The following Life of Sir Charles W. Dilke consists mainly of his ownMemoirs and of correspondence left by him or furnished by his friends.
The Memoirs were compiled by Sir Charles Dilke from his private diaries and letters between the years 1888 and his return to Parliament in 1892. The private diaries consisted of entries made daily at the dates dealt with. Of the Memoirs he says: "These notes are bald, but I thought it best not to try, as the phrase goes, 'to write them up.'" In some cases the Memoirs have been condensed into narrative, for Sir Charles says of the periods his "notes" cover: "These chapters contain everything that can be used, and more than is needed, and changes should be by way of 'boiling down.'" The Memoirs were unfinished. He writes in May, 1893: "From this time forward I shall not name my speeches and ordinary action in the House, as I had now regained the position which I held up to 1878, though not my position of 1878-1880, nor that of 1884-85;" and as from this point onwards there are few entries, chapters treating of his varied activities have been contributed by those competent to deal with them.
Sir Charles Dilke's will, after giving full discretionary powers to his literary executrix, contains these words: "I would suggest that, as regards those parts relating to Ireland, Egypt, and South Africa, the same shall be made use of (if at all) without editing, as they have been agreed to by a Cabinet colleague chiefly concerned." A further note shows that, so far as Ireland was concerned, the years 1884-85 cover the dates to which Sir Charles Dilke alludes. The part of the Memoirs dealing with these subjects has therefore been printed in extenso, except in the case of some detailed portions of a discussion on Egyptian finance.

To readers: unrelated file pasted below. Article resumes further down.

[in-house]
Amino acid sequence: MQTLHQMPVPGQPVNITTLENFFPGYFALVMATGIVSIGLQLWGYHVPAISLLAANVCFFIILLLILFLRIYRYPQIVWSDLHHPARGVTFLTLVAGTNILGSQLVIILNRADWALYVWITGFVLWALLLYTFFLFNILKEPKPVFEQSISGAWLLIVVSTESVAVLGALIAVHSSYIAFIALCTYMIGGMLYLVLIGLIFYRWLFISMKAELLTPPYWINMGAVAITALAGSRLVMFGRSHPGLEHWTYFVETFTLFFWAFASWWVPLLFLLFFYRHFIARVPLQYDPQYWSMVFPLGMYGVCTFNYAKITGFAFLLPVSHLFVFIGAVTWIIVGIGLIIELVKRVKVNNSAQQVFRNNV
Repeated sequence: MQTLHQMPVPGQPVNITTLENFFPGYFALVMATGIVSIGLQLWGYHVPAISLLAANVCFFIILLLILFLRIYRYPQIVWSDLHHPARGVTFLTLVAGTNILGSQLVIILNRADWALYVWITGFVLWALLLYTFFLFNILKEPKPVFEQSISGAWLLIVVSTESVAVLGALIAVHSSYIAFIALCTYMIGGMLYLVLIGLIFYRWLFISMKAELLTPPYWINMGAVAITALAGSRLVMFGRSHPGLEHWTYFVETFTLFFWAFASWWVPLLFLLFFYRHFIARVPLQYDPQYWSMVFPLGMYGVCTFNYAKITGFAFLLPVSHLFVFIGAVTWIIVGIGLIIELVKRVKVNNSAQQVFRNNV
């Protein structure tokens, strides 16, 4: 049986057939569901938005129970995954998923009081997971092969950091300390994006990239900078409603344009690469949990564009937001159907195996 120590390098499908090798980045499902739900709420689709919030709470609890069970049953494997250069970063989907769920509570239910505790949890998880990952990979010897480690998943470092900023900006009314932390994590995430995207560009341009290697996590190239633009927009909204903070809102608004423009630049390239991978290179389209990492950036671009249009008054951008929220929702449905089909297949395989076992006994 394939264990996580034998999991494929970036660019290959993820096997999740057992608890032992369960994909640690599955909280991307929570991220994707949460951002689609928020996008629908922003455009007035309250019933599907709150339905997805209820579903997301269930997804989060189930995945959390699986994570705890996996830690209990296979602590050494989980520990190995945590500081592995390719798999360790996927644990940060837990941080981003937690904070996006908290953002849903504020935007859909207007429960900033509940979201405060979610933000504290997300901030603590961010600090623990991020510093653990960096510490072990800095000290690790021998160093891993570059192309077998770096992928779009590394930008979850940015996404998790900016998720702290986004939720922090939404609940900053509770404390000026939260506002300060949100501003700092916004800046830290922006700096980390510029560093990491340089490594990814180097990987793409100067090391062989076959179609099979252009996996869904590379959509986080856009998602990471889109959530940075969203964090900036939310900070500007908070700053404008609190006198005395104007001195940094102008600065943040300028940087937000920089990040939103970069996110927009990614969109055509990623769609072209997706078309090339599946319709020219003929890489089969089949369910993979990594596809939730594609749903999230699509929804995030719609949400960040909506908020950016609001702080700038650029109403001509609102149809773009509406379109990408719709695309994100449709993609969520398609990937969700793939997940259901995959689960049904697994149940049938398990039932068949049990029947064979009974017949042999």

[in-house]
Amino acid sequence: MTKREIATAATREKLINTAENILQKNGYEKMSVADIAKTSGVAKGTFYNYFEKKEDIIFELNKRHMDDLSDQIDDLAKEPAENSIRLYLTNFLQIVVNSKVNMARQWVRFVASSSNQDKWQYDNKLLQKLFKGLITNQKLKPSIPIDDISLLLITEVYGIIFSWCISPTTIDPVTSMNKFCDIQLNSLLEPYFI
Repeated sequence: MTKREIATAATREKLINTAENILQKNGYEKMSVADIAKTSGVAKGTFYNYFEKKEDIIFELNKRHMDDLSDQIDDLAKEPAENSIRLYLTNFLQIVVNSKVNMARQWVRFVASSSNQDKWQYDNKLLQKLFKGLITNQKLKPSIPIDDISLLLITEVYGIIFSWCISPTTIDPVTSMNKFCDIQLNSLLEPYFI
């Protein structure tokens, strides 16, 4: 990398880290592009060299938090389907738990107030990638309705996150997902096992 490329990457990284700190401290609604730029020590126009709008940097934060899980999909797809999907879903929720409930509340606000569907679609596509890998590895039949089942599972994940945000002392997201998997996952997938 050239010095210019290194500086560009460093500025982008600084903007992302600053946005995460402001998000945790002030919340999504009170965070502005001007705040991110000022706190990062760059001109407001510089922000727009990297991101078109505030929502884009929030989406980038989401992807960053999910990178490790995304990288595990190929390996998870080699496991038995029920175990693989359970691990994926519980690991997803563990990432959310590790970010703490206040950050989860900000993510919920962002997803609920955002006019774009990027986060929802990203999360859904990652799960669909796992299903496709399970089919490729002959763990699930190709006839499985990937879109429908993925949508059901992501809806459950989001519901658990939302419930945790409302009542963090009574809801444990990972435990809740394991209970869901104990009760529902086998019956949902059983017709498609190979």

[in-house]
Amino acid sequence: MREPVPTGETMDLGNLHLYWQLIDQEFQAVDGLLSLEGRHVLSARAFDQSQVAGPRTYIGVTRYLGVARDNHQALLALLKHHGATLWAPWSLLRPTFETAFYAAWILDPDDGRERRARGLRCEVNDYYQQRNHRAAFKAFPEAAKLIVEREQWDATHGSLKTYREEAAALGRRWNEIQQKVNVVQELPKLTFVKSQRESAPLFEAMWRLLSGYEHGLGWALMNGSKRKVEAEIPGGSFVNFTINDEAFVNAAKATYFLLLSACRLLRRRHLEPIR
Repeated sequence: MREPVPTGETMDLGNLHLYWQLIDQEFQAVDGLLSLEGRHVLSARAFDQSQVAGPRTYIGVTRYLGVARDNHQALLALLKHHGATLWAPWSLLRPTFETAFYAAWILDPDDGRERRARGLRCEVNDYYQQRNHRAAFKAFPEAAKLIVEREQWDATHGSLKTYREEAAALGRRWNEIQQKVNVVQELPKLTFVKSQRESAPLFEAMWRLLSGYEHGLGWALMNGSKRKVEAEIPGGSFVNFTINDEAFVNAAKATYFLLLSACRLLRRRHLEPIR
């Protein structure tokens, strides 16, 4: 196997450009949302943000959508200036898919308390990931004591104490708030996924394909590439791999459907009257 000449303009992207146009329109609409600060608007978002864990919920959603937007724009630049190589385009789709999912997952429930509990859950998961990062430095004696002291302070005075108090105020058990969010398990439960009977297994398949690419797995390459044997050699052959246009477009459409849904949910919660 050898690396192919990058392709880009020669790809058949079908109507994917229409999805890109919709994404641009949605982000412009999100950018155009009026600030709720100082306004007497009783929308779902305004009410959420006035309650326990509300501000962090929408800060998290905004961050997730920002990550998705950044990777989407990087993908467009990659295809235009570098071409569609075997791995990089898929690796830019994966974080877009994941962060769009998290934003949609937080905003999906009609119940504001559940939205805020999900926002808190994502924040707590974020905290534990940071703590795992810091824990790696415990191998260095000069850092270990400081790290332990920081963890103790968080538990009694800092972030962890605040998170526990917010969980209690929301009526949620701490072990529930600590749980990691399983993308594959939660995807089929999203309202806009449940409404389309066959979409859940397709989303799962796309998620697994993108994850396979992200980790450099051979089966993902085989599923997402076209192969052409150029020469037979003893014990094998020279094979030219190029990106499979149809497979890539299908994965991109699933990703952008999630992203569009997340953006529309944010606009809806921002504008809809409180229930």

The closing words of this part of Sir Charles Dilke's will point out to his executrix that "it would be inconsistent with my lifelong views that she should seek assistance in editing from anyone closely connected with either the Liberal or Conservative party, so as to import into the publications any of the conventional attitude of the old parties. The same objection will not apply to members of the other parties." In consequence of this direction, Mr. Stephen Gwynn, M.P., whose name was among those suggested by Sir Charles Dilke, was asked to undertake the work of arranging the Memoirs, and supplementing them where necessary. This work was already far advanced when Mr. Gwynn joined the British forces on the outbreak of the War. His able and sympathetic assistance was thus withdrawn from the work entailed in the final editing of this book—a work which has occupied the Editor until going to press.
A deep debt of gratitude is due to Mr. Spenser Wilkinson, who has contributed the chapters on "The British Army" and "Imperial Defence." Sir George Askwith was good enough, amidst almost overwhelming pressure of public duties, to read and revise the chapter entitled "The Turning- Point." Sir George Barnes and Sir John Mellor have also freely given expert advice and criticism....